One final question, how do you plan to fully move into Infosec, and what can we do as a community to help?
CW: My plans are currently being worked - on I spoke Bsides London & Manchester this year (2017), I’m currently rehashing my LinkedIn & have asked Dr Jess & my two Bsides mentors, Stuart Coulson & Andrew Barratt to have a look & make suggestions, by the end of 2018 I will be in — PMA!
I would also like to add how grateful I am for the support that I have had from those already mentioned Jenny, Jess and also from @Freakyclown @ZephrFish @davparkinson @AppSecBloke and yourself who have all been great supporters. Thank you!
Firstly, I have a lot of respect and time for Colette, she is very active on Twitter and is an valuable member of the Infosec community, many who who know her I am sure will mirror this statement!
The question remains though, how do you get into infosec, when you have no direct experience. As Colette mentioned there are retraining schemes available, and usually funded by the Government and social enterprises, but these don’t always work.
If you are just starting out, and don’t want to go down the traditional education route, then there are a range of options, these include in the UK apprenticeships (or equivalent in the US). There is the option of getting an internship and hoping that you are retained- this is a risky tactic in my opinion, but I’ve also seen it work.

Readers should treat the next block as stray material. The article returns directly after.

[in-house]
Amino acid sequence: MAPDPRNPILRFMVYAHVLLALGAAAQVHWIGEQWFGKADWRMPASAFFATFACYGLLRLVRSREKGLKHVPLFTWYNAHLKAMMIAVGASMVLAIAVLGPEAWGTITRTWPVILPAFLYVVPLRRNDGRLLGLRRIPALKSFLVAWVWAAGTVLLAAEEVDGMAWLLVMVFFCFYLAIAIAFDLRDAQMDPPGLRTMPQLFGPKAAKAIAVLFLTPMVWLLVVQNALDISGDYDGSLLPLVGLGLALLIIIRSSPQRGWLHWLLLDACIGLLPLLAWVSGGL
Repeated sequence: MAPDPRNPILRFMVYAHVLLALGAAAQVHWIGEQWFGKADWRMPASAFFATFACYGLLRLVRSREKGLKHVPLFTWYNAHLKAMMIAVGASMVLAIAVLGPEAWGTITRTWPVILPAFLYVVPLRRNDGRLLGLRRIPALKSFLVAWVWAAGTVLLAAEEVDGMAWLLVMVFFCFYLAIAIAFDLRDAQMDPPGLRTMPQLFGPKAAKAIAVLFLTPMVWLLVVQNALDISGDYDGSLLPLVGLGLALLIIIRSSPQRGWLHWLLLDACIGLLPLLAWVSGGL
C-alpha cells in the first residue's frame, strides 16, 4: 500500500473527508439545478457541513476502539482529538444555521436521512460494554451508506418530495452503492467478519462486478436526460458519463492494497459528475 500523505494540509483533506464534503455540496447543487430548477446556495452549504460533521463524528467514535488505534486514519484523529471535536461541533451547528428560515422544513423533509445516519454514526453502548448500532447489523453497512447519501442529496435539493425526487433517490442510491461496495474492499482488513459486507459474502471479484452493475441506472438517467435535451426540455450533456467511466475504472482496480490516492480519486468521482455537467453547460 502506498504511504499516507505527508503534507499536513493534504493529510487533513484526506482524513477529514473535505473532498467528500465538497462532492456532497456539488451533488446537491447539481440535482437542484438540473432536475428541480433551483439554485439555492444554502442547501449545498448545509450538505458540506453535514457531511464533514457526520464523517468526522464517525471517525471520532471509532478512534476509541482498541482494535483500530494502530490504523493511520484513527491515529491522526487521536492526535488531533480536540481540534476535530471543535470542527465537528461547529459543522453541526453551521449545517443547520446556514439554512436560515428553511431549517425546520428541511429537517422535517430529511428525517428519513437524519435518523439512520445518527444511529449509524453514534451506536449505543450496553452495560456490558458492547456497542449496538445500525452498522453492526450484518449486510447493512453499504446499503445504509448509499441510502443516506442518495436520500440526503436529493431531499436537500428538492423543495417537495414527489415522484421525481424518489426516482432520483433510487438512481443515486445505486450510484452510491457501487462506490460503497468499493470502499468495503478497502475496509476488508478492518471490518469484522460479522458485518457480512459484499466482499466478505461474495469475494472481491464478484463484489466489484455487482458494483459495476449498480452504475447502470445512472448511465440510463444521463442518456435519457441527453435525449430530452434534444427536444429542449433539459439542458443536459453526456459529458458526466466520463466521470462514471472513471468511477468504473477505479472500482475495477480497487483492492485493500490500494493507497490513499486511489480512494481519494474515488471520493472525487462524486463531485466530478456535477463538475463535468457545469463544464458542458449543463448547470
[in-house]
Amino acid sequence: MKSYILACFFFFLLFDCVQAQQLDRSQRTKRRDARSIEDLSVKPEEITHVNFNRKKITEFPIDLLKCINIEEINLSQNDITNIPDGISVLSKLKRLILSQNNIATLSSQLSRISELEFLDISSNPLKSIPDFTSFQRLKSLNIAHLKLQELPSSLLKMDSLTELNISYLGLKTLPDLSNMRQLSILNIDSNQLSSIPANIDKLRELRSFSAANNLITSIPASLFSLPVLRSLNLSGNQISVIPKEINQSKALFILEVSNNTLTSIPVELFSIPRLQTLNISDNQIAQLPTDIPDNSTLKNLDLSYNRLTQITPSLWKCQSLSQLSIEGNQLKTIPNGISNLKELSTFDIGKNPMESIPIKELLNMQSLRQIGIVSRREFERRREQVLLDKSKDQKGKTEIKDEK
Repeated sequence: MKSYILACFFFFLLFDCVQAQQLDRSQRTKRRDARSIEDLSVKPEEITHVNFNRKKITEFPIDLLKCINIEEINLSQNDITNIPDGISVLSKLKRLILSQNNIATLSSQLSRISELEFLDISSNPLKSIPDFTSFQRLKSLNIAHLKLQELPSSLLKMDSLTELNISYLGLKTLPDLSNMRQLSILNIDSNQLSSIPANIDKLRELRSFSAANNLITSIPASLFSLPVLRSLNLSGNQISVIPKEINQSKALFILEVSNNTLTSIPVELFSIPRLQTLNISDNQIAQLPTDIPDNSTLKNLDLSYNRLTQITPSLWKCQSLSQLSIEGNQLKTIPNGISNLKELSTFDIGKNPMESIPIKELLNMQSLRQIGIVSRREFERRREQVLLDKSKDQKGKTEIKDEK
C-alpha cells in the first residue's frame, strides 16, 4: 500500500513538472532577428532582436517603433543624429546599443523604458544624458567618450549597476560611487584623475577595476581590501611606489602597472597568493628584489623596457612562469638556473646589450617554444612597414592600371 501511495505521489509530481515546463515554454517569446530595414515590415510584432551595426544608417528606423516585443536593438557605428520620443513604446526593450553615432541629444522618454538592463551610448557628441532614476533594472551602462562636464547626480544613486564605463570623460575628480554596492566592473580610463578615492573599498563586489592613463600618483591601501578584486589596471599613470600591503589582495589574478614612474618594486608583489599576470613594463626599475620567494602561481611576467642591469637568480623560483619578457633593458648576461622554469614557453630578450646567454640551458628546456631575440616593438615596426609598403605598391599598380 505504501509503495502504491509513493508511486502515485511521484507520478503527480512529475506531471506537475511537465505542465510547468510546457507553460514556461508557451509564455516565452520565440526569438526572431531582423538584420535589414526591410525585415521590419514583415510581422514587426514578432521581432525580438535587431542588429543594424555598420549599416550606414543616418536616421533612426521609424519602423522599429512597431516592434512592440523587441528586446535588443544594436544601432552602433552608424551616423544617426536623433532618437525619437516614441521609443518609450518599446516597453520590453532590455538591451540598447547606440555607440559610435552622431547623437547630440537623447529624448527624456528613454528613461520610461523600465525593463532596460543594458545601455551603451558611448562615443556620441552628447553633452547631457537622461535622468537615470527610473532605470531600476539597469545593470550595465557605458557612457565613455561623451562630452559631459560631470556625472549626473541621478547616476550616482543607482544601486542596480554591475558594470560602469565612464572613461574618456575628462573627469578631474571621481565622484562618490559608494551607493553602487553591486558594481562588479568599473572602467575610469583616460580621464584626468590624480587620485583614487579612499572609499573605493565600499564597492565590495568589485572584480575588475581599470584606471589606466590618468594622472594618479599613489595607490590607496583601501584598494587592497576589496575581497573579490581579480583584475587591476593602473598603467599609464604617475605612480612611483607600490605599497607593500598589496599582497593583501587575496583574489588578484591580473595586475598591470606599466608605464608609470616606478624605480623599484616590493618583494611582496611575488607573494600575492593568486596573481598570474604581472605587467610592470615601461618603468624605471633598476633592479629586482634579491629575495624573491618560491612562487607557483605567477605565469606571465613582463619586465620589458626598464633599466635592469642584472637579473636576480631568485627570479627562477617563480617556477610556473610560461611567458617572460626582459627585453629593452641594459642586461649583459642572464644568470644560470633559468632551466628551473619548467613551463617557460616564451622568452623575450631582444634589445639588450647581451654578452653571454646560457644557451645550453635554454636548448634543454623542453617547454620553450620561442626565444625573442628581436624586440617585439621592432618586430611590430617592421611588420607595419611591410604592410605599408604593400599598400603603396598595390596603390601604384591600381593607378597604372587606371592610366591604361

Having a blog, being active in the community and finding a mentor will help get you noticed, and this seems to be a popular route. I would add that creating a portfolio of research, work, Github repo’s literally anything you can reference in an interview will certainly add a ton of credibility.
But lets say you are not starting out and like Colette have a diverse skill set, and real world experience to add to a business. Changing industries is never an easy task, however it’s perfectly legitimate- and the Infosec Industry should be no different.
However I’m going to fork this discussion for a second, because of the fast paced nature of the work we do, not to mention that of the attackers constant changing tactics, trying to catch up on everything after taking a week out is hard. So asking someone to jump right in and expect them to know all the things, is not only unrealistic but a risk for the employer. But one in my opinion worth taking. I have a theory that seems to of worked for me:
Hire for work ethic/attitude first, as skills can always be learnt later. — CyberSecStu- just now.
We as an industry need to get better at identifying traits and skills that make a great Infosec professional, and then develop training that can accelerate their learning and growth. By investing in talent we create Infosec professionals that are valued and want to return that investment through hard work, pride and excellence in what they do. And yes this may sound like an idealistic scenario, but with constant warnings of talent shortages, we need to stop looking for Unicorn’s and start creating them!!!! (rant over).
So, closing the loop, if you have diverse skill sets and most importantly transferable skills, then be active in the community, get blogging, but most importantly communicate how these skills are transferable and how your real world experience makes you more rounded. Diversity, and new approaches to solving problems is 100% what this industry needs more of!